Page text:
Heartburn, also called acid reflux, occurs when stomach acid enters the esophagus and causes a burning sensation, bloating, belching, and discomfort. Normally, the esophageal sphincter manages food passing to the stomach and maintains a one-way ideal. But when the sphincter is relaxed, some food and acid can push its way back up, causing acid reflux.
Feeling heartburn every once in a while isn't abnormal, but for some, it's a regular occurrence that can have them feeling discomfort after almost every meal. It is estimated that 20% of the population suffers from chronic acid reflux, or gastroesophageal reflux disease (GERD). Luckily, making changes to your diet and avoiding certain trigger foods can help manage symptoms and keep the burning at bay.
High-fat foods, especially greasy foods such as fries or pizza, can cause increased heartburn. Researchers believe this is the case because high-fat foods stimulate your body to release various substances that can irritate the esophagus.
Just like fatty foods, foods that have been fried can trigger acid reflux because of how it prevents the esophageal sphincter from fully tightening and keeping the gastric acid in the stomach. Fried foods can also be more difficult for the body to digest, leaving a higher chance of heartburn.
Foods that are particularly hot and spicy are commonly known to cause serious heartburn. This is because of the capsaicin found in many spicy foods, which can slow the digestion process. Also, spicy foods can irritate the esophagus, leading to acid reflux.
Tomato sauces, such as marinara, ketchup, and more, are naturally acidic, leading to increased stomach acid levels, which can empty back past the esophageal sphincter.
Though many believe species of mint such as spearmint and peppermint can aid with digestion, there is evidence that it is the opposite for those who suffer from heartburn regularly.
Many people report having increased acid reflux discomfort after eating chocolate. This is likely due to the caffeine in cacao, which can increase the risk of esophageal exposure to gastric acid.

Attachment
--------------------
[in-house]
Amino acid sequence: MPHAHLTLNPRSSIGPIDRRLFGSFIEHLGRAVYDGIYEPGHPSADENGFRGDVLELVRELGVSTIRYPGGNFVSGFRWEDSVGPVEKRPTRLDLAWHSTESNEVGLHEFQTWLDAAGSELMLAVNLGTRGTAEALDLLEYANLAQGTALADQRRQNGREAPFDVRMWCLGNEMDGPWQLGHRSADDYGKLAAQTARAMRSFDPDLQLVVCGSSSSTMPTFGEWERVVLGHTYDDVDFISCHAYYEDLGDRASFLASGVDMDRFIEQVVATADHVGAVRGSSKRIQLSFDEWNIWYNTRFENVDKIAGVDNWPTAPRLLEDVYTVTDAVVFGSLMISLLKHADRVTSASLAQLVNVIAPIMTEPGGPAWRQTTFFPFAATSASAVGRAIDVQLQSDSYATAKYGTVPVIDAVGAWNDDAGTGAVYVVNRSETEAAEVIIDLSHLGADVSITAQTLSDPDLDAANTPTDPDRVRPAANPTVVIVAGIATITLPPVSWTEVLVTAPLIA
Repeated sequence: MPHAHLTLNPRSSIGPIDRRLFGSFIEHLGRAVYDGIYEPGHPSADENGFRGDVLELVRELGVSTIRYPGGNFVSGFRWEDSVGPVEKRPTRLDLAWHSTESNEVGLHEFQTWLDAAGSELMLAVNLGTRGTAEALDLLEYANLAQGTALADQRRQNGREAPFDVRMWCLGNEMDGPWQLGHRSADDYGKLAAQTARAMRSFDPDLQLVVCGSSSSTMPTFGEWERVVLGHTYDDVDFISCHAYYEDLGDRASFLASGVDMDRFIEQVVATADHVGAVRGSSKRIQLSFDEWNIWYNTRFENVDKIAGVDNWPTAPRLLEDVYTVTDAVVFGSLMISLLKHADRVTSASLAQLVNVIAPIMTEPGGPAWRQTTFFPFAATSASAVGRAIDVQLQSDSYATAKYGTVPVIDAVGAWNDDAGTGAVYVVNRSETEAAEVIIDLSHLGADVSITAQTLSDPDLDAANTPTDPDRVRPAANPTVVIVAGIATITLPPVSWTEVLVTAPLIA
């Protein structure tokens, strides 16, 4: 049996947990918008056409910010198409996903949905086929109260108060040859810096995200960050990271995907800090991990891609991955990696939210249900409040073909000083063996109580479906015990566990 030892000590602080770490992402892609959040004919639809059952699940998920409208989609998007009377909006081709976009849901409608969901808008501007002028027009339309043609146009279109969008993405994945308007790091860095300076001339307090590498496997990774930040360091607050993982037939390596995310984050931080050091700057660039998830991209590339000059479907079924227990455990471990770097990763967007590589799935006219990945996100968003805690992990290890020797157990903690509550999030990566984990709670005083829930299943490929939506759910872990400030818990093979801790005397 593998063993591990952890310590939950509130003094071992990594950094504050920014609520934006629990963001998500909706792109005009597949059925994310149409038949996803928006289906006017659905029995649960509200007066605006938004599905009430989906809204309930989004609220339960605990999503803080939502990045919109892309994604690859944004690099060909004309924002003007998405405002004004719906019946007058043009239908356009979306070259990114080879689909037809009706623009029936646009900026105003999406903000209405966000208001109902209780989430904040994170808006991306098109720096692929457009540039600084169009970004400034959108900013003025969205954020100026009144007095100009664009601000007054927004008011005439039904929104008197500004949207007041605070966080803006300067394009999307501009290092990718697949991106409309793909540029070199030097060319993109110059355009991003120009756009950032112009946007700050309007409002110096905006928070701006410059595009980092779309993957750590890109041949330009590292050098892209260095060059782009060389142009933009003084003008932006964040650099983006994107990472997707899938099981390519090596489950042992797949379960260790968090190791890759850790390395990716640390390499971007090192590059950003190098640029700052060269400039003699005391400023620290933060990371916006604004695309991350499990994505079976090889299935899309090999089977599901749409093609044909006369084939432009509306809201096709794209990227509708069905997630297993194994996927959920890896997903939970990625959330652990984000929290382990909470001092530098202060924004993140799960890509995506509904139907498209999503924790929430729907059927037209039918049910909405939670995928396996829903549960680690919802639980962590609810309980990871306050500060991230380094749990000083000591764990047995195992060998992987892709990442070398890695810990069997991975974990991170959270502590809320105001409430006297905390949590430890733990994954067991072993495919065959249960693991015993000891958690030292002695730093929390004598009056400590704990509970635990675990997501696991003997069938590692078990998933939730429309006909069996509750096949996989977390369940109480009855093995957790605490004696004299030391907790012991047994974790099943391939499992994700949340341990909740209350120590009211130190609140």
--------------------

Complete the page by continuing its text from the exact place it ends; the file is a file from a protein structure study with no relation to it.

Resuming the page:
Onions, especially when raw, are a common trigger food for those with chronic heartburn, as they can stimulate gastric acid production.
The already acidic nature of some fruit juices can contribute to why juices are particularly triggering for those with chronic acid reflux. Two of the citrus beverages most commonly blamed are orange juice and grapefruit juice.
For some, coffee and other caffeinated drinks can cause the esophageal sphincter to relax, allowing more gastric acid to secrete and exacerbate heartburn.
Like caffeinated drinks, carbonated drinks, such as sodas, can also relax the esophageal sphincter, causing acid reflux. These bubbly beverages can also cause an increase in stomach acidity, leaving you even more likely to develop heartburn.
Moderate to excessive alcohol consumption can leave you more vulnerable to serious health problems, including an increased chance of severe acid reflux, especially for those with GERD.
For expert diagnosis, treatment, and management of digestive diseases, turn to Digestive Disease Care. Our team of passionate doctors at our six New York locations in Babylon, Lake Success, East Setauket, Mineola, Jericho, Forest Hills, and Jamaica are ready to work with you toward better digestive health.